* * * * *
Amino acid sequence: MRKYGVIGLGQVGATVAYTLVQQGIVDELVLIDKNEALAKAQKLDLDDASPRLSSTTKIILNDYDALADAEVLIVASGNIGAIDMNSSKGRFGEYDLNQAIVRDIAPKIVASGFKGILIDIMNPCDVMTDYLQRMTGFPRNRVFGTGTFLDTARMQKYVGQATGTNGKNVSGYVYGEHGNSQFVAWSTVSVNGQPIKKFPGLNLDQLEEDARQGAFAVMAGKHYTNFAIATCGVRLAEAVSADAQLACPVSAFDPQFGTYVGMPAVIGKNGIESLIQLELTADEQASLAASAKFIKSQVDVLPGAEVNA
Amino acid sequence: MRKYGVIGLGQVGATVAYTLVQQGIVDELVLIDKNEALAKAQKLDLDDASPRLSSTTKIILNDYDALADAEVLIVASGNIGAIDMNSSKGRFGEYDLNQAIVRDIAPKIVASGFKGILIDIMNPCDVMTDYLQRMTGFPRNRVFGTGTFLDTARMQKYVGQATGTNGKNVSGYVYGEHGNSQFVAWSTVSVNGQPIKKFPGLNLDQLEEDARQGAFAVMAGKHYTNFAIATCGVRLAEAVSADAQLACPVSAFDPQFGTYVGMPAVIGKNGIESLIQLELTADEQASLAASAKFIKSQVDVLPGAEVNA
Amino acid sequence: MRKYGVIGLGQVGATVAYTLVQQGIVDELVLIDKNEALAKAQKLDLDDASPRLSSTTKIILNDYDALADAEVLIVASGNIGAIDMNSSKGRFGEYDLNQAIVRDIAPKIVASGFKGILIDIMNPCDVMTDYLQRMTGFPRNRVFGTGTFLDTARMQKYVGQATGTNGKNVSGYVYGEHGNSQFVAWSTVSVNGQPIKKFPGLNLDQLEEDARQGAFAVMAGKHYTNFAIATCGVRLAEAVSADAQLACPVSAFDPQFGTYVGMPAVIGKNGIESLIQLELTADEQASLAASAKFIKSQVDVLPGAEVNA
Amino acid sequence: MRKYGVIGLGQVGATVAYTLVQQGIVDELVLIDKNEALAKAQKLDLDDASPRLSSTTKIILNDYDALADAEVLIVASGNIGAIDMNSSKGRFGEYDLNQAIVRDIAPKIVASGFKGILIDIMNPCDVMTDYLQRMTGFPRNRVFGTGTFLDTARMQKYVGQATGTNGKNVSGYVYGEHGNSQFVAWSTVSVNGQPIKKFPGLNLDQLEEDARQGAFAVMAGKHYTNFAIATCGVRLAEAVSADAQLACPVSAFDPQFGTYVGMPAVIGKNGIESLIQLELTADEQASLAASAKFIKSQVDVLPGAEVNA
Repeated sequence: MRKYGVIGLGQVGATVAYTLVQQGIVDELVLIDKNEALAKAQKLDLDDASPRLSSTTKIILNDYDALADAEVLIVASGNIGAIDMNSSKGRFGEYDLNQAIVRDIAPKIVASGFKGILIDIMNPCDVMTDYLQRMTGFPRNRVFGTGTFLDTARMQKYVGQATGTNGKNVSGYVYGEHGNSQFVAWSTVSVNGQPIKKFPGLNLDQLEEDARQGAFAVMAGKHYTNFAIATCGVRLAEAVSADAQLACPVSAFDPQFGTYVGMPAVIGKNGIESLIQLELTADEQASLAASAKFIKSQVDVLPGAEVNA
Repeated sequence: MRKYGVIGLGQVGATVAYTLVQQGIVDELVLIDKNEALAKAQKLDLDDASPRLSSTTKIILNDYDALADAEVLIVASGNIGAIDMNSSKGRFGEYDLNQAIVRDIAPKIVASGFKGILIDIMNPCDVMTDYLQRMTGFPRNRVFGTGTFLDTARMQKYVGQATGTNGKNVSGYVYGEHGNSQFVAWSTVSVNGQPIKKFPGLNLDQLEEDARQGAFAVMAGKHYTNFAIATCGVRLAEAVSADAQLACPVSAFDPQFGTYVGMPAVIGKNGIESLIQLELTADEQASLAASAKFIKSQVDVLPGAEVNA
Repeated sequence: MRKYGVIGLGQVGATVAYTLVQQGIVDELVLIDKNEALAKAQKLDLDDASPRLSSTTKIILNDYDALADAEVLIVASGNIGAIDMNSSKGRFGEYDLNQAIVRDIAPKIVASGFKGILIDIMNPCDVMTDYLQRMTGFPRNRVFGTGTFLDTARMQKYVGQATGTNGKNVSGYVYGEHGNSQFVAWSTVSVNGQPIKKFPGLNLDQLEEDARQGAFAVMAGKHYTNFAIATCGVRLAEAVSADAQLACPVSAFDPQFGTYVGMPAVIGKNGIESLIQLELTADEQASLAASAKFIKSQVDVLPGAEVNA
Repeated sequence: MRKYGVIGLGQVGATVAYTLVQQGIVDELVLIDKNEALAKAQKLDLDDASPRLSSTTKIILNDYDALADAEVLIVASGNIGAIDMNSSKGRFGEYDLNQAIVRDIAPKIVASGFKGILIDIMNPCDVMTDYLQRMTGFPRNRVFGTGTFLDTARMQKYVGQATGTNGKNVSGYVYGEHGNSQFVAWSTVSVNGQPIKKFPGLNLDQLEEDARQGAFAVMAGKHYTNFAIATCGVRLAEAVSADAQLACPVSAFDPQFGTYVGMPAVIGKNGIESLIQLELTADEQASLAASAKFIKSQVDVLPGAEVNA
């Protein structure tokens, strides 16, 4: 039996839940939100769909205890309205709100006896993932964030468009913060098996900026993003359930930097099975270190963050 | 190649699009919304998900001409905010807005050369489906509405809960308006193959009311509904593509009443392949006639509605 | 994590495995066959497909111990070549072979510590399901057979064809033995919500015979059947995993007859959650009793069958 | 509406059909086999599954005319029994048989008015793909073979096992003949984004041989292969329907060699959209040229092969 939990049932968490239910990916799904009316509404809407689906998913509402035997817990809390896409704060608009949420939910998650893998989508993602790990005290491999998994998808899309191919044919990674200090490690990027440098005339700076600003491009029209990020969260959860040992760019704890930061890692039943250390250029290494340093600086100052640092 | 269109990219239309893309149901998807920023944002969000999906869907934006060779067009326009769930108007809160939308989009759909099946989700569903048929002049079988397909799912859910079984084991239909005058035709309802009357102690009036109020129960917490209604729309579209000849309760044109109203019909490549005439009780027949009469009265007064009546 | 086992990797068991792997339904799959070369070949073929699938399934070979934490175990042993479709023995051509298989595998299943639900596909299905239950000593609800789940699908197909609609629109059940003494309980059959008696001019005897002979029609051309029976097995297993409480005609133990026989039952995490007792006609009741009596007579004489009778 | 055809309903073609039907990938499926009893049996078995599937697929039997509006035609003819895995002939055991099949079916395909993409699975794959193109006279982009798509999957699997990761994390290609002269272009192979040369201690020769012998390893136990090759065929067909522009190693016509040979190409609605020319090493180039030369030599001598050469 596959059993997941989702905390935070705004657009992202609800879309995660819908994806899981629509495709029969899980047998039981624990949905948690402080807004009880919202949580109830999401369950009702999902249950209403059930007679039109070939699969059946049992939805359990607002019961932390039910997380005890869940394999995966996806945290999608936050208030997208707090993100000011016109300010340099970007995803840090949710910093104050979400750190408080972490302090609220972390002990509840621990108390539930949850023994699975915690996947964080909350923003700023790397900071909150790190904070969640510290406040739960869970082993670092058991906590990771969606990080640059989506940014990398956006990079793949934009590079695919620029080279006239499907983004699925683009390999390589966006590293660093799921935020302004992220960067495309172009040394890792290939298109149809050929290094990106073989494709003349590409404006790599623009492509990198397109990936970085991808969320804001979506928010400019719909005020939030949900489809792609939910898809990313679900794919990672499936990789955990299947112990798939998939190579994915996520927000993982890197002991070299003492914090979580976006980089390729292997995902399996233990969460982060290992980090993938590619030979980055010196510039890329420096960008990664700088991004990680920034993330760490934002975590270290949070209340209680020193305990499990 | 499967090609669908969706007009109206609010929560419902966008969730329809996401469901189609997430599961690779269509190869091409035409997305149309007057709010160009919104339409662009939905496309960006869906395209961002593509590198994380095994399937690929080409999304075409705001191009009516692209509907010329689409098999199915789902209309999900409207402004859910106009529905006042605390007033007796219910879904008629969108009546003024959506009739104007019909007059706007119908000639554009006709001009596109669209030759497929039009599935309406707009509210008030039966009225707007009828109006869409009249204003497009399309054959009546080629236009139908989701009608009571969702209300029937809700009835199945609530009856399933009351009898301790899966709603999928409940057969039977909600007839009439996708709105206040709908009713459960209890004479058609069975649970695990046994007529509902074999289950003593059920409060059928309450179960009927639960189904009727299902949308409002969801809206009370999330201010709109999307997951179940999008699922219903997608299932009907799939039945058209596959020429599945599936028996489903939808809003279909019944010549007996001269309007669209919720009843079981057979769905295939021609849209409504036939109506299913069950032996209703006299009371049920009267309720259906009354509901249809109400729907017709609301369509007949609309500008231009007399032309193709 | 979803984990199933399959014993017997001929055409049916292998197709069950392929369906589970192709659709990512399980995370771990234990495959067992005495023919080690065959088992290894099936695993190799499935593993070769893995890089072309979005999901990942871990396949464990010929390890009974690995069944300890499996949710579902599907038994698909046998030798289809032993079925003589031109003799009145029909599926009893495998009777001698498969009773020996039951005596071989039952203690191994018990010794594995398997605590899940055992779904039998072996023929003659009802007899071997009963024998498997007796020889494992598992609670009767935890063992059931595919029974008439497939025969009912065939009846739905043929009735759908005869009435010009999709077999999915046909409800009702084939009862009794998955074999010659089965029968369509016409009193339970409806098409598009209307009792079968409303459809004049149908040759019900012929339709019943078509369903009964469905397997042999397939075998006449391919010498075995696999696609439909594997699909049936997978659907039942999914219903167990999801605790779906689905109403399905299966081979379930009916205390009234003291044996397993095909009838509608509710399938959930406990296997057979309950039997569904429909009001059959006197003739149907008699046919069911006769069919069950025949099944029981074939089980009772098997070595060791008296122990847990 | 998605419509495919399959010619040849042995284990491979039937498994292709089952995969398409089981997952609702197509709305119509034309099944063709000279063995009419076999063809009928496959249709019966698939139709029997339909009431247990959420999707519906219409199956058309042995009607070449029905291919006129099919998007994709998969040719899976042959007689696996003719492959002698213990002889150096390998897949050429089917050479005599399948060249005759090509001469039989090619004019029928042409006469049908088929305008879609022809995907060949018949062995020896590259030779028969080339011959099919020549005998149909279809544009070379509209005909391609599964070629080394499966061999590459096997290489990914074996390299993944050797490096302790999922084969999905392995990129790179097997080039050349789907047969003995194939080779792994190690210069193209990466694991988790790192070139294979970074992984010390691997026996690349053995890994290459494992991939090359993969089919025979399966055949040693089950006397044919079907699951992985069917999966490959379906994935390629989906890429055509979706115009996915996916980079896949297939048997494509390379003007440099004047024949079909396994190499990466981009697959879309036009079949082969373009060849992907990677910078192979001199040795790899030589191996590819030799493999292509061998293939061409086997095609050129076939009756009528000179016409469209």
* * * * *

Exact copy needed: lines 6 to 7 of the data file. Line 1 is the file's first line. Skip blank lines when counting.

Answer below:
Repeated sequence: MRKYGVIGLGQVGATVAYTLVQQGIVDELVLIDKNEALAKAQKLDLDDASPRLSSTTKIILNDYDALADAEVLIVASGNIGAIDMNSSKGRFGEYDLNQAIVRDIAPKIVASGFKGILIDIMNPCDVMTDYLQRMTGFPRNRVFGTGTFLDTARMQKYVGQATGTNGKNVSGYVYGEHGNSQFVAWSTVSVNGQPIKKFPGLNLDQLEEDARQGAFAVMAGKHYTNFAIATCGVRLAEAVSADAQLACPVSAFDPQFGTYVGMPAVIGKNGIESLIQLELTADEQASLAASAKFIKSQVDVLPGAEVNA
Repeated sequence: MRKYGVIGLGQVGATVAYTLVQQGIVDELVLIDKNEALAKAQKLDLDDASPRLSSTTKIILNDYDALADAEVLIVASGNIGAIDMNSSKGRFGEYDLNQAIVRDIAPKIVASGFKGILIDIMNPCDVMTDYLQRMTGFPRNRVFGTGTFLDTARMQKYVGQATGTNGKNVSGYVYGEHGNSQFVAWSTVSVNGQPIKKFPGLNLDQLEEDARQGAFAVMAGKHYTNFAIATCGVRLAEAVSADAQLACPVSAFDPQFGTYVGMPAVIGKNGIESLIQLELTADEQASLAASAKFIKSQVDVLPGAEVNA